I usually try to stay away from writing opinion articles on controversial topics. In my eyes, facts can easily become weapons, entangled within the agendas and biases of individuals. As a scientist, I find this incredibly frustrating. One day, I might read a New York Times headline about accelerating climate change and looming disaster. The next, I might see a Fox broadcast proclaiming climate change an elaborate hoax. Only the hard numbers themselves have the capacity to prove or disprove these claims, yet even they are often prone to opportunistic interpretations. A graph of global temperatures in the past 100 years, for example, will look much different than the same graph over a timescale of 10 million years, but both are often presented to argue different sides of the same issue.
That said, I feel rather strongly about a recent article in the journal Climatic Change, and I present my opinion for you to take as you will. In his article, Richard Heede of the Climate Accountability Institute in Colorado makes the claim that 90 ‘entities’ (both investor- and state-owned) contributed 63% of global industrial carbon dioxide and methane emissions between 1751 and 2010. This equates to 914 billion tons of CO2 equivalents (where the global warming potential of methane is translated into its equivalent value in CO2), half of this amount released since 1986. The list includes entities within the oil, natural gas, coal, and cement industries and is topped by Chevron, ExxonMobil, and Saudi Aramco, each accounting for more than 3% of the cumulative total global emissions since 1751.
The motivation for the study is simple. There has long been a heated debate in the international community about how to judge accountability for CO2 emissions. Many developing nations claim that nations should be held responsible for their total emissions to date. They argue that developed nations reached their current degree of prosperity largely due to the energy resources they consumed in the past; thus it is unfair to judge the current emissions of developed and developing nations according to the same standard. On the other hand, many developed nations argue that it was only in 1990, with the first report by the International Panel on Climate Change, that the link between CO2 emissions and climate change was definitively established. Thus, it would be unfair to consider emissions prior to that date.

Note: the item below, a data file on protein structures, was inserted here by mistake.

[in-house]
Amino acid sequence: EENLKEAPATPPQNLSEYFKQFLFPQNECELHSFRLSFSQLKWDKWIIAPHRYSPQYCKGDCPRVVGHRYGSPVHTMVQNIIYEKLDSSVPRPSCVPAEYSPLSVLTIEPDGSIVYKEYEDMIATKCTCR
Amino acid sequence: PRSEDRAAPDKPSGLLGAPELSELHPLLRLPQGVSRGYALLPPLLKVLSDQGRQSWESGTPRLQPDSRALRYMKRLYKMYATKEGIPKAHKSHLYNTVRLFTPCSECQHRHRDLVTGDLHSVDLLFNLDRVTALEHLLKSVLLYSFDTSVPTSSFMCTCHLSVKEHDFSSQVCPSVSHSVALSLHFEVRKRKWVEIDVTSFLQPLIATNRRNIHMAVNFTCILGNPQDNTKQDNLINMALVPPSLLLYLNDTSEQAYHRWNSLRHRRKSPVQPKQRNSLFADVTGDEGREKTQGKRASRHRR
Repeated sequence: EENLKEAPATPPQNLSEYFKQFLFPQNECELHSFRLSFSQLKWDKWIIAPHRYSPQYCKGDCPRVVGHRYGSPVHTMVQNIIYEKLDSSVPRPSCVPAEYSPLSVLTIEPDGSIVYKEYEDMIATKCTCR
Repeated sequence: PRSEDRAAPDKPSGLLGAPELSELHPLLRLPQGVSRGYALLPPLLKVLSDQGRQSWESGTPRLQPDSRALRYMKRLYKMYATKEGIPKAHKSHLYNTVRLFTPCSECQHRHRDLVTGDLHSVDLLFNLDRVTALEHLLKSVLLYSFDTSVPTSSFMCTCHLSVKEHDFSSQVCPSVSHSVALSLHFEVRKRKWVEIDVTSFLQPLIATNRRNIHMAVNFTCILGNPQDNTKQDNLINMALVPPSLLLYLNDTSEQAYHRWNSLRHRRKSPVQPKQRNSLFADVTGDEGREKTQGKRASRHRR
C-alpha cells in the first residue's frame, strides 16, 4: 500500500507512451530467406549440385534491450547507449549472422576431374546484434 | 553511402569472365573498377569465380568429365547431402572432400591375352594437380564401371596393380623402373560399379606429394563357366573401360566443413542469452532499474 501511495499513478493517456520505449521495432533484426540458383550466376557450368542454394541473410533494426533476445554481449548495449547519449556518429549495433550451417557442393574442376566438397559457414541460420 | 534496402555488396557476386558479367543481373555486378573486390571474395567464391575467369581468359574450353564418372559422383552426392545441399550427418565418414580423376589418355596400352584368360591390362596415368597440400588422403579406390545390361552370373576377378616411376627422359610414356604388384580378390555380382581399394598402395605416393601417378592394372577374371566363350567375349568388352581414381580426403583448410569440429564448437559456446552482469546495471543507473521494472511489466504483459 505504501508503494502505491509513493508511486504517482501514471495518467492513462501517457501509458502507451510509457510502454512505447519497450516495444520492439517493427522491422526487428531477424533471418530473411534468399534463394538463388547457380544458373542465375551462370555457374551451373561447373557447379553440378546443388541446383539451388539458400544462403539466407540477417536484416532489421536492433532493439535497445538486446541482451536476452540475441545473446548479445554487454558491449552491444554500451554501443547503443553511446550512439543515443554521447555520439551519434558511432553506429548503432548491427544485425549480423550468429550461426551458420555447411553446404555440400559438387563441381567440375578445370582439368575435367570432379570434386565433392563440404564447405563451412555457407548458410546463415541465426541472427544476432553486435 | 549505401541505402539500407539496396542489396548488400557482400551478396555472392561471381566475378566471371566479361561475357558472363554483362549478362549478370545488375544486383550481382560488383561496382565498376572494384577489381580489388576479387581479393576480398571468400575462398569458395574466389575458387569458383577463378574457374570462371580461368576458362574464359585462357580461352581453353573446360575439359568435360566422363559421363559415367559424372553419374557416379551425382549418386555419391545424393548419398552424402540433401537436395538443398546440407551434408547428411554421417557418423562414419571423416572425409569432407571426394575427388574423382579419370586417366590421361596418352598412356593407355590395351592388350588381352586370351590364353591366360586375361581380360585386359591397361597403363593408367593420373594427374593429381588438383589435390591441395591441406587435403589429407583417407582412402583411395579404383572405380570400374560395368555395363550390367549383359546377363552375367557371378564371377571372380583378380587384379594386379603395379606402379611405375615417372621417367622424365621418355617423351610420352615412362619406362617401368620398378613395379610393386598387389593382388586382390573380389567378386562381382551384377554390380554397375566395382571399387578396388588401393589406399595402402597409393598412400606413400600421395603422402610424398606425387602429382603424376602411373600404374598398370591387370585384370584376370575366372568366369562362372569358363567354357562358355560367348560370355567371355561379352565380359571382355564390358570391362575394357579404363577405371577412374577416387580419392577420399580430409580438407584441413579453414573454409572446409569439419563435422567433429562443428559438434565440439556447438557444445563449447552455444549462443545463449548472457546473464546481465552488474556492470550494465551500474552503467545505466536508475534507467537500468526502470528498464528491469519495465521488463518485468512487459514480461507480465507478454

Heede’s article attempts to frame the problem in a different light, holding not only nations but also companies responsible for past emissions. In his words, these companies have an “ethical obligation to help address climate destabilization,” in particular since “many of these entities possess the financial resources and technical capabilities to develop and contribute to climate change mitigation and adaptation.”
However, Heede’s analysis is based on the fundamentally flawed assertion that the choices of companies and the choices of people are entirely independent of each other. By blaming companies not only for their own emissions, but also for the emissions that occur down the line because of their actions, Heede is neglecting the value of the choices we make as individuals and the ethical obligations that fall on each of us. The fact is, carbon dioxide is emitted not by faceless entities but by the decisions made every day by average people. We choose to drive our cars, heat our houses, buy the latest gadgets – processes that require energy and materials provided by fossil fuel industries. Heede has done the equivalent of taking the crimes committed by people each day and blaming them on the government and the legal system. In reality, companies are made up of people and driven by demands of consumers. Successful companies grow over time, naturally accumulating a larger footprint. Energy companies release carbon dioxide. Consumer goods manufacturers produce solid waste. Food industries use water for irrigation.
But perhaps Heede has found a way to solve climate change once and for all. For it is true, as he says, that the 90 companies he has identified have the financial resources to make quite a dent in global CO2 emissions. Could we not just sacrifice them to solve the world’s problem? But even without these companies, the underlying fact remains that emissions are just a symptom of the unsustainable choices made every day by individuals. Climate change is but one of a host of problems – a list that includes water scarcity, food shortages, and pollution – which stem from the lack of accountability of individuals for their impacts on the environment. And while this philosophy remains unchanged, it is only a matter of time before another environmental issue becomes a global threat. Thus, while Heede’s article is indeed an interesting exercise in emissions accounting, it presents a rather inaccurate image of where the fundamental problem lies, and thus proposes a solution to cure a symptom without considering the illness itself.
Be warned: you may have just sustained a lethal dose of mostly harmless science.
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Cover photo courtesy of sgym@662, Flickr Creative Commons